Book Summary of ‘The Upside of Stress’ by Kelly McGonigal

Stress is bad for you, right?

As Kelly McGonigal tells us in this fascinating book, the research that scientists have done on stress tell a slightly different story.

As it turns out, whether or not stress is harmful has a lot to do with how you view it.

Consider the following research findings comparing people who view stress as harmful to people who view stress an enhancing.

People who believe stress is enhancing are less depressed and more satisfied with their lives than people who view stress as harmful. They have more energy and less health issues. They are more productive at work and are happier doing it. They also have a greater confidence in their ability to cope with challenges and even find meaning in difficult circumstances.

That’s a pretty long list of benefits just for changing your mind about what stress means to you.

Join me as I explore what stress actually is and how you can completely change your relationship with it.

You might even learn how to harness the stress in your life to create a more meaningful, fulfilling life.

Let’s get started.

What is stress?

We first need to start with an understanding of what stress actually is. When you are feeling stress, your body releases cortisol and adrenaline.

From an evolutionary perspective, this stress response is designed to help you, but – like stress in general – it is more feared than appreciated. We’ve come to associate stress as toxic a state which we should try to minimise as much as possible.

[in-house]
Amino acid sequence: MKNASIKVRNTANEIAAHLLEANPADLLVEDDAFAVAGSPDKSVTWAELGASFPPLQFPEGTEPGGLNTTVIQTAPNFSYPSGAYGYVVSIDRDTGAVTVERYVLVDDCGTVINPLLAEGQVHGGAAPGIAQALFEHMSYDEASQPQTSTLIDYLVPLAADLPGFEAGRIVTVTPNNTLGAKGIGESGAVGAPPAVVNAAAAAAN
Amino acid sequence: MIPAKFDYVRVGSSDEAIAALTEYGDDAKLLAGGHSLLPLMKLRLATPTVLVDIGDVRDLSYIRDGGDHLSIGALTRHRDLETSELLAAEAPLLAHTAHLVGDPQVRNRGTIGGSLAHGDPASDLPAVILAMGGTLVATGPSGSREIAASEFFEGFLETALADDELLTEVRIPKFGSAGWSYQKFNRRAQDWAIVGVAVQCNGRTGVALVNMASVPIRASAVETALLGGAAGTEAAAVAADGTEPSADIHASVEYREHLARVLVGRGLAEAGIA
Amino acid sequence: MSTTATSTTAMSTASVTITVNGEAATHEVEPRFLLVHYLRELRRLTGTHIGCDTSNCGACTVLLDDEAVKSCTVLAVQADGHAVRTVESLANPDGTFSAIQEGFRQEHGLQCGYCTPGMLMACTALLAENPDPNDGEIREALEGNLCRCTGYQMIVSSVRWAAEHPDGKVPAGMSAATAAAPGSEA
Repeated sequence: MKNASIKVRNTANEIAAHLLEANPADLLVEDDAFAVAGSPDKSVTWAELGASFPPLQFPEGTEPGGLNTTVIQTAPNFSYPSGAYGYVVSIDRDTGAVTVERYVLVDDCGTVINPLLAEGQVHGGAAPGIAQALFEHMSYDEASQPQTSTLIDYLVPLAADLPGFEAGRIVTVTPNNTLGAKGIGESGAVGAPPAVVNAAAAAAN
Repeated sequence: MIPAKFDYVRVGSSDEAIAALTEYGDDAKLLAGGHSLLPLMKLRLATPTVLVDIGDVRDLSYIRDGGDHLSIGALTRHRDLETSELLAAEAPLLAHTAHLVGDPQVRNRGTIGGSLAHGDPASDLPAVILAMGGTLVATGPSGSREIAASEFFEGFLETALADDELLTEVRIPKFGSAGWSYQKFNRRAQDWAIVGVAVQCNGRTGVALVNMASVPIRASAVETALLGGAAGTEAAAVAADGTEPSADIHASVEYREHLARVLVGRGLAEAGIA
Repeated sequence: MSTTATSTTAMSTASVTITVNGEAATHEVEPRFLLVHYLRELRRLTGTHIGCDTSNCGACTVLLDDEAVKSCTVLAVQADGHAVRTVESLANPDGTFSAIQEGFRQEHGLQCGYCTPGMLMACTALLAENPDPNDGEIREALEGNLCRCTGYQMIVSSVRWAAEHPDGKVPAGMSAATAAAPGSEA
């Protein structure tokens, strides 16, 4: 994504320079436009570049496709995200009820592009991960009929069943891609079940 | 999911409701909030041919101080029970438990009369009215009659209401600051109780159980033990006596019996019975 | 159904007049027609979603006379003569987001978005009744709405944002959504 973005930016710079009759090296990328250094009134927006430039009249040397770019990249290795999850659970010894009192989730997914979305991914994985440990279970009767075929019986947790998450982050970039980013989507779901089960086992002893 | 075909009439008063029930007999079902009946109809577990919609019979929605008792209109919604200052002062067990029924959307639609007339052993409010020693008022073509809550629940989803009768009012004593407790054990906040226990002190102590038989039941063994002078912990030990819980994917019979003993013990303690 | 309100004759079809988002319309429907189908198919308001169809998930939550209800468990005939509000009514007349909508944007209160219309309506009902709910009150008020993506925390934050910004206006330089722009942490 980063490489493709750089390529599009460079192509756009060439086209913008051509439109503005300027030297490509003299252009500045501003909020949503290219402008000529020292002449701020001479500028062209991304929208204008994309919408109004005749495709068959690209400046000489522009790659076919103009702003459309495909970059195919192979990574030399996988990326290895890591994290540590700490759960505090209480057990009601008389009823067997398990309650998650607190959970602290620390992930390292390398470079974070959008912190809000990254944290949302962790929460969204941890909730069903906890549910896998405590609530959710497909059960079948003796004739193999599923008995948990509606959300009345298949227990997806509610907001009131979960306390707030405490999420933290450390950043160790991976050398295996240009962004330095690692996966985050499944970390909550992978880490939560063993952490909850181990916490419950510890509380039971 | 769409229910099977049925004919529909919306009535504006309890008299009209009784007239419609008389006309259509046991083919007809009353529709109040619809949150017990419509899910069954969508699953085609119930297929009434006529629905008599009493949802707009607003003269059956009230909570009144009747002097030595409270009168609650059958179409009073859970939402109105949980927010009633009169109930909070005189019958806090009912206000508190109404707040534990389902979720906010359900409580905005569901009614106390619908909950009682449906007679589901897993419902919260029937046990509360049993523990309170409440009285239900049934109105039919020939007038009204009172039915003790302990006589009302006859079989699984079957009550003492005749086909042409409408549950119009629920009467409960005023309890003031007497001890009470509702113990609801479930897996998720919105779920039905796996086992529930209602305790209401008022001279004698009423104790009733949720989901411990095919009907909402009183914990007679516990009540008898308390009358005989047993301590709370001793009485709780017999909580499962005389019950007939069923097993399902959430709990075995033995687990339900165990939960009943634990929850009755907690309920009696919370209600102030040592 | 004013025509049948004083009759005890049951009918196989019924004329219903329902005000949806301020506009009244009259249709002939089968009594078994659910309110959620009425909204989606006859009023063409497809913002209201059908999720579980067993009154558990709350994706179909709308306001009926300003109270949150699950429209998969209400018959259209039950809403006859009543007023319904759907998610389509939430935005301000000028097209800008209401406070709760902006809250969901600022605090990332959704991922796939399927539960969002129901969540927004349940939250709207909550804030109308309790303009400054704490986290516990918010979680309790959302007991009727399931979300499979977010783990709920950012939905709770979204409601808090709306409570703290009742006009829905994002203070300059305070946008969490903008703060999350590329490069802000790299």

However, as we’ll describe as we work our way through this book, your stress response is a resource to rely on rather than an enemy to eliminate.

How stress got a bad name

We won’t spend much time on this section. Basically, a scientist by the name of Hans Selye did a lot of stress research in the 1930s and 40s that showed that stress caused negative physical reactions.

He became known as the Grandfather of Stress and was nominated for the Nobel Prize ten times, and devoted his life to spreading the word about his research, leading us all to believe that stress is toxic.

The problem is that all of his research was performed on rats and in situations that bear little resemblance to everyday human stress.

This is what a typical day looked like for one of Selye’s lab rats. You’d start off with unpredictable, uncontrollable shocks. Then you’d get thrown in a bucket of water and forced to swim until you started to drown. Then, finally, you’d get put into an overcrowded cage with other rats where you would fight over an inadequate supply of food.

That, McGonigal rightly points out, isn’t stress – that’s the Hunger Games for rodents.

Nonetheless, Selye made the leap from rats to humans, and from torture to every day stress and voila – we all developed a negative view about stress.

So now you have a negative mindset about stress

In recent surveys, the American Psychological Association has found that most people in America perceive their personal levels of stress as unhealthy.

These people believe that experiencing stress:

  • depletes their health and vitality
  • debilitates their performance and productivity
  • inhibits their learning and growth
  • is negative and should be avoided.

People who have this mindset about stress are much more likely to say that they cope with stress by trying to avoid it. They are more likely to:

  • Try to distract themselves from the cause of the stress instead of dealing with it.
  • Focus on getting rid of their feelings of stress instead of taking steps to address its source.
  • Turn to alcohol or other substances or addiction to escape the stress.
  • Withdraw their energy and attention from whatever relationship, role or goal is causing the stress.